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Time to clean up the credit industry, says government

New regulator to be given tougher powers

The government has today announced plans to impose tougher restrictions on payday lenders, following a year-long investigation by the Office of Fair Trading (OFT).

Jo Swinson (Minister for Consumer Affairs) and Sajid Javid (Economic Secretary, HM Treasury) spoke about the government’s proposals to tackle payday lenders during a visit to meet staff from the Which? Money Helpline Service.

The ministers acknowledged that the consumer credit market – in particular the payday loan sector – is not functioning well, and said that tough action is required to prevent payday lenders from taking advantage of vulnerable people.

The government consultation promises to clamp down on advertising of payday loans and to put pressure on the industry to improve compliance with payday lending codes.

Plans for a stronger regulator

The consultation highlights the need for ‘tougher, more rigorous regulation’ to ensure that lenders fully abide by the law. As a result, the regulation of consumer credit will be transferred to the Financial Conduct Authority (FCA) in April 2014. 

The new regulator will be given ‘unprecedented new powers’ to intervene in cases of irresponsible lending, including the ability to ban products and impose unlimited fines. Promoting competition in the credit industry will also be part of the FCA mandate. 

Responding to a report by Bristol University on the impact of a cap on the total cost of credit, Jo Swinson said that a cap on credit was ‘not the right answer’ at this time. However, the FCA will be provided with specific powers to impose a cap on the cost and duration of credit, should this become necessary.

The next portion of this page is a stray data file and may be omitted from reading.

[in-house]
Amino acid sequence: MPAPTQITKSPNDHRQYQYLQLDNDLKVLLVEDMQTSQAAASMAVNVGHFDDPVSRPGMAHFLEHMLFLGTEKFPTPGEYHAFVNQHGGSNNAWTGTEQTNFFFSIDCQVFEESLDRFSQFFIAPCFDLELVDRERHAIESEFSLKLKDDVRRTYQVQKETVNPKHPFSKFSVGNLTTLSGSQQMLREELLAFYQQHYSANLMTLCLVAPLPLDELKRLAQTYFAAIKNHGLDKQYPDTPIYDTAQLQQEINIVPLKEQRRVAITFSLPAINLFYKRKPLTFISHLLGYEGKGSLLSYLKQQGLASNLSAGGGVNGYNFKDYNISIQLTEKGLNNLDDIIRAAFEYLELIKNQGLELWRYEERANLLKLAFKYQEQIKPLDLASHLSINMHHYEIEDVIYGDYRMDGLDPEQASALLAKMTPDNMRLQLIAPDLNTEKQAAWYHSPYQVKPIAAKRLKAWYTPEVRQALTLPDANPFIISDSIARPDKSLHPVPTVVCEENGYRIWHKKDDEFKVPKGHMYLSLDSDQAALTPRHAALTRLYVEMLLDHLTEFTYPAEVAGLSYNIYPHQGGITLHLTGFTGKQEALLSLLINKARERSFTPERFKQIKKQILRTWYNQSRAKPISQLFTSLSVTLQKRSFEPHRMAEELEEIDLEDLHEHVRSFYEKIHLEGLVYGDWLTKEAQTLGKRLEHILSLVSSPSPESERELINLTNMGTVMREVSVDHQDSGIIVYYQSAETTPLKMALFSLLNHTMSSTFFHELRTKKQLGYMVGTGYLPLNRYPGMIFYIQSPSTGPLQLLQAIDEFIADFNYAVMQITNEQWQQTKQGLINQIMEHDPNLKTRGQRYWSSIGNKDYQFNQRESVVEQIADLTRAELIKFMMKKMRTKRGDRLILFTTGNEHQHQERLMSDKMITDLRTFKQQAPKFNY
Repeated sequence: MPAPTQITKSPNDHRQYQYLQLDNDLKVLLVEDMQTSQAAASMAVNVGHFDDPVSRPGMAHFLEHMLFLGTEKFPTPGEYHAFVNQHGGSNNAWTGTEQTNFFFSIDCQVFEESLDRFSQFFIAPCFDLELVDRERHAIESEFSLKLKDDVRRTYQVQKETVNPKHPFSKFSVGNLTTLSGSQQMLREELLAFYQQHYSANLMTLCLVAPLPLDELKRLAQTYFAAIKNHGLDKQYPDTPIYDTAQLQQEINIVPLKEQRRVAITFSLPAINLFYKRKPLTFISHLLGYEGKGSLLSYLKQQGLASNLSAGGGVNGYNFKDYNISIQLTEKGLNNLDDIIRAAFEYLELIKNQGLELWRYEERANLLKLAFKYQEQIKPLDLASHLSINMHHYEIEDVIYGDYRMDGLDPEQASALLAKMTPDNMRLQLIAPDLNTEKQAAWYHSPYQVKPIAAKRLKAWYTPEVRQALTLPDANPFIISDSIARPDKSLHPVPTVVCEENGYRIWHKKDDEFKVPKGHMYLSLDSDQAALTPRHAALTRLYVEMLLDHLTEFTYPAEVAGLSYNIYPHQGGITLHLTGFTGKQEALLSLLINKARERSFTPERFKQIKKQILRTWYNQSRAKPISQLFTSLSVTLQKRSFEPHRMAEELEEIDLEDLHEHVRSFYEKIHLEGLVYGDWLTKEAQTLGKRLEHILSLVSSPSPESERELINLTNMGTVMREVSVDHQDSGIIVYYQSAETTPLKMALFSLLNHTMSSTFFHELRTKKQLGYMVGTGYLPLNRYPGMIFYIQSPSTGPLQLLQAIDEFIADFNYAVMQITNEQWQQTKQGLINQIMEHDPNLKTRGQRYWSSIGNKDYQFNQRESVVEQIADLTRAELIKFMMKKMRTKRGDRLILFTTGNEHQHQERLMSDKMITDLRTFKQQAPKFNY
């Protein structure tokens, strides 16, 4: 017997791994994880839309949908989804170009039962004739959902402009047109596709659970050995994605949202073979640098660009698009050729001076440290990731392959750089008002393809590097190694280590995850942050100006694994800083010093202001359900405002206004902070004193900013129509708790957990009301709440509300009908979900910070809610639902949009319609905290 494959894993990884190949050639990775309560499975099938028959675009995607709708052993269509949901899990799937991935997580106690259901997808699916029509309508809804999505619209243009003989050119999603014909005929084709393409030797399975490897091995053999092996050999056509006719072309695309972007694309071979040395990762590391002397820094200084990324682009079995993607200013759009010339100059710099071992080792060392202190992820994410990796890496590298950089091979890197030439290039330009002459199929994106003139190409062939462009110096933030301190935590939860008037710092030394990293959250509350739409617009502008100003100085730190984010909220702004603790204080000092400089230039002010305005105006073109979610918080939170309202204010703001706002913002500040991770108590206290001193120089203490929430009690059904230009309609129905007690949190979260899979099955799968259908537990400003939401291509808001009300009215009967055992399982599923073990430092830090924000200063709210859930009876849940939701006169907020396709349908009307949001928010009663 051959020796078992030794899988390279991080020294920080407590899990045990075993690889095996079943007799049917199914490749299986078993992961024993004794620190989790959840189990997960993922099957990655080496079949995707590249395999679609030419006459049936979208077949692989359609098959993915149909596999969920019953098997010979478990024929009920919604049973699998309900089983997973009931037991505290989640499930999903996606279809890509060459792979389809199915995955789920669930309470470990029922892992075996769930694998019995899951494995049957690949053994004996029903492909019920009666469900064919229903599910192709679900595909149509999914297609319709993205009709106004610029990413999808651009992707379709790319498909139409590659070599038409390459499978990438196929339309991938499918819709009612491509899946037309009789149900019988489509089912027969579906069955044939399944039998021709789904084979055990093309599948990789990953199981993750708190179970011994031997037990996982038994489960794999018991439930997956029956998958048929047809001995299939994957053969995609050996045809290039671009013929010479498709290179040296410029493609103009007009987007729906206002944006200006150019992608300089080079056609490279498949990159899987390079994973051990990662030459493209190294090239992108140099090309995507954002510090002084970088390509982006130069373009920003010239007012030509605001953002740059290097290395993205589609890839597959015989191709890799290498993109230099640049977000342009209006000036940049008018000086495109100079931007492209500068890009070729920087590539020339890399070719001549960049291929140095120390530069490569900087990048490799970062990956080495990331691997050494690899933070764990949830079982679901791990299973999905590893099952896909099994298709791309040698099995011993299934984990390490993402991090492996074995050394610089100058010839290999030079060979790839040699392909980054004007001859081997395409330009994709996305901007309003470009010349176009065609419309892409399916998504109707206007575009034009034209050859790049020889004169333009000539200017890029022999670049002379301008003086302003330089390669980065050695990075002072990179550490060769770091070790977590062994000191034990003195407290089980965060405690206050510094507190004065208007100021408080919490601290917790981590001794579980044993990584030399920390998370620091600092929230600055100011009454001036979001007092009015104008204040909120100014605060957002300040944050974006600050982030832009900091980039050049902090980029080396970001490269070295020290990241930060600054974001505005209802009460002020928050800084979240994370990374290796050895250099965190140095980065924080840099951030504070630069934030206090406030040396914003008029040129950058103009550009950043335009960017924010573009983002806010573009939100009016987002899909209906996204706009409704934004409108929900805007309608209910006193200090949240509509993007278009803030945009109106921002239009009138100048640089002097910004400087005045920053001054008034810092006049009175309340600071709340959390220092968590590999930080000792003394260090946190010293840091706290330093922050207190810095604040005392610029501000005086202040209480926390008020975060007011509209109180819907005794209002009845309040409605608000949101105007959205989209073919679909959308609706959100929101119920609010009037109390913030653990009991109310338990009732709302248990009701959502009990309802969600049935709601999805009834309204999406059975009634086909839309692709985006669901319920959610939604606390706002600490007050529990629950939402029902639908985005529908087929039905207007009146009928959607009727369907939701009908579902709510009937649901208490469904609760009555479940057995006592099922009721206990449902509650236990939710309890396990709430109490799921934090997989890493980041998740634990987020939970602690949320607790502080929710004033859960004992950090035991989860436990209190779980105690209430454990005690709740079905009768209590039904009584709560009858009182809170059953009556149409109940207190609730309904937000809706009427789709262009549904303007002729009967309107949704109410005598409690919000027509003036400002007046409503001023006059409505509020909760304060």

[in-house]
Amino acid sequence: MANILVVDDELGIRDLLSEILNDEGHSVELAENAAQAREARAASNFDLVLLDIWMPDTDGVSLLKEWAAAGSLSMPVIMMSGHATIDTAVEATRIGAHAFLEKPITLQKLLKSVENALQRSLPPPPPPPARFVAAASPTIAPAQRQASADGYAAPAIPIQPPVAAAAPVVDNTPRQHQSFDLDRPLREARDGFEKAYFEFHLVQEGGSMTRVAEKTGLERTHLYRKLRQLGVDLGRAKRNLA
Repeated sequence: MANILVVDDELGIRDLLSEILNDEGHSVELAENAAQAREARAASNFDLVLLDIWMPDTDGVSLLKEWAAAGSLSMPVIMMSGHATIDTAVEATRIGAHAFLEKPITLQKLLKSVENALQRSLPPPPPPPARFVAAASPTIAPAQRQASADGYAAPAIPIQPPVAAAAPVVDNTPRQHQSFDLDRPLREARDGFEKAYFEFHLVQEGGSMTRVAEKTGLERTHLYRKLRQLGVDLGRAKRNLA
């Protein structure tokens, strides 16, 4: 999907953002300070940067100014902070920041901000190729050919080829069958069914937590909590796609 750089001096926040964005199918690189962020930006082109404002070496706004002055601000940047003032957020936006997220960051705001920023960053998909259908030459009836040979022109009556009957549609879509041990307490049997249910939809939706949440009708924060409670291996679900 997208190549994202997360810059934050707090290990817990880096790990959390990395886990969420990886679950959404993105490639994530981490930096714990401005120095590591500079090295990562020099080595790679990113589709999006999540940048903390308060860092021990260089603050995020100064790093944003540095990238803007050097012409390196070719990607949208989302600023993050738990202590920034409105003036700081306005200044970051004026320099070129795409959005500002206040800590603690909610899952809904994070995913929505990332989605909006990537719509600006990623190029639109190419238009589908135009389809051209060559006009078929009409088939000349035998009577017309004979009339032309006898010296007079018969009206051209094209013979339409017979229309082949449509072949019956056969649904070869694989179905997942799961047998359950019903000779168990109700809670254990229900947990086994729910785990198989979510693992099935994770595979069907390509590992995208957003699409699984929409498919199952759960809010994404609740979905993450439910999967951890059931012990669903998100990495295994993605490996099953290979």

OFT acts against leading payday lenders

During its compliance review of the £2bn payday loan sector, the OFT uncovered evidence of widespread irresponsible lending and found that borrowers are not getting a balanced picture of the costs and risks of taking out a payday loan. 

Many lenders are not treating borrowers in financial difficulty with understanding and are promoting rollovers when borrowers would be better served by a repayment plan.

The OFT has given the 50 biggest payday lenders 12 weeks to change their business practices. Failure to do so will result in their licences being taken away. The OFT has also announced that, subject to consultation, it proposes to refer the payday lending market to the Competition Commission after it found evidence of deep-rooted problems in how lenders compete with each other.

Which? welcomes government consultation 

Richard Lloyd, executive director at Which?, said: ‘We’re pleased the government and regulators are planning tough action to crack down on irresponsible lending, especially on high-cost lenders that exploit consumers struggling to get by in tough economic times.’

‘Which? research has repeatedly found poor affordability checks and excessive charges that push consumers into a vicious cycle of debt. So a referral of the payday market to the Competition Commission to consider its future is a good move but there must also be no delay in taking immediate action to protect people in difficulty today.’

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